In commemoration of International Justice Day on July 17, Lisson Gallery presents a special online exhibition of new works on paper by artist Stanley Whitney in collaboration with collector and patron Agnes Gund. The show, titled “Stanley Whitney: No to Prison Life,” opens on Monday and runs through July 26. Each featured work was created in protest of mass incarceration in the United States, which disproportionately affects African-Americans.
Ten percent of the profits from works sold through “No to Prison Life” will go toward Art for Justice Fund, an organization founded in 2017 by Gund with $100 million of proceeds from the sale of her Roy Lichtenstein. The fund awards grants to artists and activists in support of projects related to criminal justice reform.
In a statement to ARTnews, Whitney said, “I remember in ’71 during the prison revolt at Attica, I was at Yale and we didn’t hear too much about it. I can make this work now because I have enough power to do it and no one can tell me anything. When these drawings go out in the world I can have that conversation, I can bring that conversation in.”
Since the mid-1990s, Whitney has gained acclaim for his colorful, grid-like paintings which riff on historical and pop culture references ranging from jazz music, Egyptian iconography, and Abstract Expressionism. Many of the works in the exhibition have never been exhibited before, most having been created while Whitney was quarantined in New York. Included are crayon on paper and graphite on paper works such as Untitled (Always Running from the Police – NYC 2020), which was drawn amidst the nationwide protests against police brutality. The phrase “No to Prison Life” was first incorporated into Whitney’s practice in “Project Wall: Stanley Whitney” (2019), the artists’s first public commission. Installed on the H&R Block Artspace Project Wall at Whitney’s alma mater, the Kansas City Art Institute, the artwork paired his signature color blocks with a message handwritten in white.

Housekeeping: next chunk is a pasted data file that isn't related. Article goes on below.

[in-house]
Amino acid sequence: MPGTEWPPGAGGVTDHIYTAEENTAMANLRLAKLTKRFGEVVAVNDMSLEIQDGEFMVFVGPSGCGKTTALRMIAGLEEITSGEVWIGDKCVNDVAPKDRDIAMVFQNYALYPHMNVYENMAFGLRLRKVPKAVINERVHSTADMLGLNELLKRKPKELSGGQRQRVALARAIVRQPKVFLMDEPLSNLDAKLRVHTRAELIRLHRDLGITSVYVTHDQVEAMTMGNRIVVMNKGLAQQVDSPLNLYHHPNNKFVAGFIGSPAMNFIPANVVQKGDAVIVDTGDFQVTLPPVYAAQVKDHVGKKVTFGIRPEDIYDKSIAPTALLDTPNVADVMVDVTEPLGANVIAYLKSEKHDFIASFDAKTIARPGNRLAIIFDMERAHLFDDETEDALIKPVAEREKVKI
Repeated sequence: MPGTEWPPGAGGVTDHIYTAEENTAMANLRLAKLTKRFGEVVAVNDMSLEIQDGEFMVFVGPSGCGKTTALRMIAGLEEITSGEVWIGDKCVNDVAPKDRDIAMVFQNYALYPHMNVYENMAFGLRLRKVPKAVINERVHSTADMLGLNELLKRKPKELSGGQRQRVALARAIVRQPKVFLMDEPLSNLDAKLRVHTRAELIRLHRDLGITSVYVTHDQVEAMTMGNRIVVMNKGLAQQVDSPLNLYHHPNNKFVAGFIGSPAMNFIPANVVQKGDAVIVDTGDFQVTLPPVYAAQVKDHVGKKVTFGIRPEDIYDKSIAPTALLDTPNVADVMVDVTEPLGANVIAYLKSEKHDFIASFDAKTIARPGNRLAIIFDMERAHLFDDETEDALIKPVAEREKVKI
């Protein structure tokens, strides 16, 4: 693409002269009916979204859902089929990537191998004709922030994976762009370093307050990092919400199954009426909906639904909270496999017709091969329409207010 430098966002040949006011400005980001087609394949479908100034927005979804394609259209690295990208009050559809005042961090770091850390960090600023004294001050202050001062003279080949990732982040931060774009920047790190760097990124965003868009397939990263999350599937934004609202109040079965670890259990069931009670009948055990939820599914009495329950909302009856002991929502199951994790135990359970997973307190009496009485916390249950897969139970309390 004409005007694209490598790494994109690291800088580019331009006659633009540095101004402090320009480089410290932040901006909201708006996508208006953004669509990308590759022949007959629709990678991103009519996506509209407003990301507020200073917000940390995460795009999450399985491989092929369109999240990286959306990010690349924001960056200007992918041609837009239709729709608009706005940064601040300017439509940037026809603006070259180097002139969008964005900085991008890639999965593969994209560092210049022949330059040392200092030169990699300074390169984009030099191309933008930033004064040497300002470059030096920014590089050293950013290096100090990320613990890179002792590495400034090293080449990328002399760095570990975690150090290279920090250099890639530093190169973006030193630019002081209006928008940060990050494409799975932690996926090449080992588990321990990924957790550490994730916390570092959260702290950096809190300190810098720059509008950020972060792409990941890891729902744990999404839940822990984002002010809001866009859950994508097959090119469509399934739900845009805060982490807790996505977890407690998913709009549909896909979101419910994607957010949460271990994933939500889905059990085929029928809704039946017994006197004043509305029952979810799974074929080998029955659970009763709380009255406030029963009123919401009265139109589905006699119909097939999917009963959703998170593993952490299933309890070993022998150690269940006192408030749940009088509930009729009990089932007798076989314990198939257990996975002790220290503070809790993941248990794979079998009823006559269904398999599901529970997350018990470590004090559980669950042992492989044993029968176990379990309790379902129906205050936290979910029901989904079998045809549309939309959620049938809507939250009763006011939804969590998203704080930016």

“When I first saw a painting from his ‘No to Prison Life’ series some five years ago, I was deeply moved,” Gund said in a statement, adding, “Suddenly, the primordial grids and abstract shapes were transformed into a claustrophobic and locked cell. His demand for justice and accountability forbid viewers from looking away.”